There was evidence that Smith was employed for the very purpose of apprehending and prosecuting shoplifters, and the jury could properly find that his actions were in the regular course of and within the scope of that employment. Cf. McCrory Stores v. Satchell, 148 Md. 279, 286, and B., C. & A. Ry. Co. v. Ennalls, 108 Md. 75. In Nance v. Gall, 187 Md. 656, the employee who instituted the proceedings, by swearing out a warrant, had no express or implied authority to do so. He was a railroad superintendent charged with the general duty of protecting the company's property. He learned that a logging operator working along the railroad's right of way had cut a tree that in falling took down some of the telegraph wires. Some time after these had been repaired, and there was no longer any need to protect the company's property, he procured the warrant. It was held that there was no evidence of express authority or ratification by the company, and the action was beyond the scope of his general authority. We think the case is distinguishable. Central Railway Co. v. Brewer, 78 Md. 394, 406, is distinguishable on the same ground. In the instant case Smith was employed to apprehend and prosecute shoplifters and given a wide discretion in this very field.

We think the testimony of the plaintiff, if believed, would support a finding that the plaintiff's prosecution was without probable cause. If the butter were in the cart when the other articles were checked out, there was no basis on which a reasonable man could conclude that Barrack intended to secrete or steal it. If Barrack never took the pepper from the self-service counter, the inference might be drawn that Smith tried to palm it off on him.

While the court must determine as a matter of law whether probable cause is established upon a given state of facts, where the facts are disputed the question may properly be submitted to the jury under adequate instructions. Kennedy v. Crouch, 191 Md. 580, 590. In Nance v. Gall, supra (p. 669), and in Straus v. Young, 36 Md. 246, 255, it was said that acquittal before a magistrate, which is a necessary element of the action, would permit an inference of a want of probable cause, although it has been pointed out that the circumstances on which the instigator acted would not necessarily be germane to the issue in the criminal prosecution and the acquittal may be based on a mere lack of proof beyond a reasonable doubt. Restatement, Torts, § 667, comment (c). We have held that malice may be inferred from a lack of probable cause, although want of probable cause cannot be inferred from any degree of malice. Kennedy v. Crouch, supra (p. 587); Medcalfe v. Brooklyn Life Ins. Co., 45 Md. 198, 204; Prosser, Torts (2d ed.), p. 660. Probable cause is a good defense, although the instigator may have been actuated by malice and the accused was acquitted. Kennedy v. Crouch, supra; Stansbury v. Luttrell, 152 Md. 553, 556. The presumption of malice resulting from the want of probable cause is only prima facie and may be rebutted by the circumstances under which the defendant acted. Stansbury v. Fogle, 37 Md. 369, 380.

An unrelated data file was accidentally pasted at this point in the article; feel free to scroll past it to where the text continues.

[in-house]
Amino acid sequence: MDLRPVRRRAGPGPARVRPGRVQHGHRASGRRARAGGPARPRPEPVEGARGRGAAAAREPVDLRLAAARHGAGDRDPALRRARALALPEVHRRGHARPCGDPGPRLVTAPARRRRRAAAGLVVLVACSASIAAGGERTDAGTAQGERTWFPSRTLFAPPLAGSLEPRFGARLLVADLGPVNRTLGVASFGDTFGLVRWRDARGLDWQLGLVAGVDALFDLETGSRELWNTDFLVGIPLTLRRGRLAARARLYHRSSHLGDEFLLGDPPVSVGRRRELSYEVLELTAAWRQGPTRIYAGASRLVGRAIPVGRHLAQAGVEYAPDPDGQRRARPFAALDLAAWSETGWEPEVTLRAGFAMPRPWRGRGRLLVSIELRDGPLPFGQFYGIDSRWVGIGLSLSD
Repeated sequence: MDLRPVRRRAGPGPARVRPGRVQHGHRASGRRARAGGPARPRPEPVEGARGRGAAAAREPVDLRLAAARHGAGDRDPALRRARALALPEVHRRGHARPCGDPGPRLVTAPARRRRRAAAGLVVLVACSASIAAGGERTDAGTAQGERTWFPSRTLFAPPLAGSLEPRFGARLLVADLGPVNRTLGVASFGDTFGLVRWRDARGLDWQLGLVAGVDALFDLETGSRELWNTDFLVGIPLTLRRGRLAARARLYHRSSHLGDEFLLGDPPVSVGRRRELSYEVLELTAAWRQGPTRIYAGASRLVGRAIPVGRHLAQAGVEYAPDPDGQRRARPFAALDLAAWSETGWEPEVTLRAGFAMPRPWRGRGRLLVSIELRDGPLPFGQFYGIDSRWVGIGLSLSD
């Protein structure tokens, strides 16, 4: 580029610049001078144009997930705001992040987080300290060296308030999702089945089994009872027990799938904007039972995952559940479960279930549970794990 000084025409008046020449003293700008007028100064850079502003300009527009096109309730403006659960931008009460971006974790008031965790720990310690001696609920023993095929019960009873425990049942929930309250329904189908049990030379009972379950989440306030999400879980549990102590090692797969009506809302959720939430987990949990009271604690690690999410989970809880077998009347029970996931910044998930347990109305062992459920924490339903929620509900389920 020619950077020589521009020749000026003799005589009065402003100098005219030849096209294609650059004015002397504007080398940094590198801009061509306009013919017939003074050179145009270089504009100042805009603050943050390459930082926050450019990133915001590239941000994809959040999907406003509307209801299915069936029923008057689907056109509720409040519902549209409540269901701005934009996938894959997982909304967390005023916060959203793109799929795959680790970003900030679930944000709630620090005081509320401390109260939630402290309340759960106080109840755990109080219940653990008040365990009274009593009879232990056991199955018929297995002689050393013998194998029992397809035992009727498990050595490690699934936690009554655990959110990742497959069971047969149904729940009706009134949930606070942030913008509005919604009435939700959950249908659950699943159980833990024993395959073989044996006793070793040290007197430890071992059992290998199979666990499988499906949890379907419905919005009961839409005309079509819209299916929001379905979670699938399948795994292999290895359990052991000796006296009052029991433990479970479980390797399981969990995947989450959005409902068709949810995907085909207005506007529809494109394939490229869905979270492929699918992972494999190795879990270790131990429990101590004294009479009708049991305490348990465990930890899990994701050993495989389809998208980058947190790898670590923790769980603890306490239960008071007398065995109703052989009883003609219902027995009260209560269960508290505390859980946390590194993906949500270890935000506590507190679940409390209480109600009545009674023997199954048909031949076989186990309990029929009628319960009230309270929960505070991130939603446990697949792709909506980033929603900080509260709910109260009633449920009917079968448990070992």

The appellant strongly attacks the award of punitive damages both as against Smith and his employer. Although the allowance of punitive damages is somewhat anomalous and has been rejected in a few states, it has been generally recognized. Prosser, Torts (2d ed.), p. 9. It has long been recognized in Maryland. In Bernheimer v. Becker, 102 Md. 250, a case of assault and false imprisonment, it was said that to justify an award of punitive damages there must be circumstances tending to show that the wrong was inflicted maliciously or wantonly or with circumstances of contumely and indignity, citing Sloan v. Edwards, 61 Md. 89, 100. In Heinze v. Murphy, supra, a case of assault and false imprisonment against a policeman, it was said (p. 434) that "where damages beyond compensation, to punish the party guilty of a wrongful act, are asked, the evidence must show wanton or malicious motive, and it must be actual and not constructive or implied." On the other hand, in McNamara v. Pabst, 137 Md. 468, 473, a case of malicious prosecution, it was held that a prayer which did not require a finding of malice as a prerequisite to punitive damages was not defective, since such a finding would be implicit in a verdict for the plaintiff, which would necessarily include a finding of malice.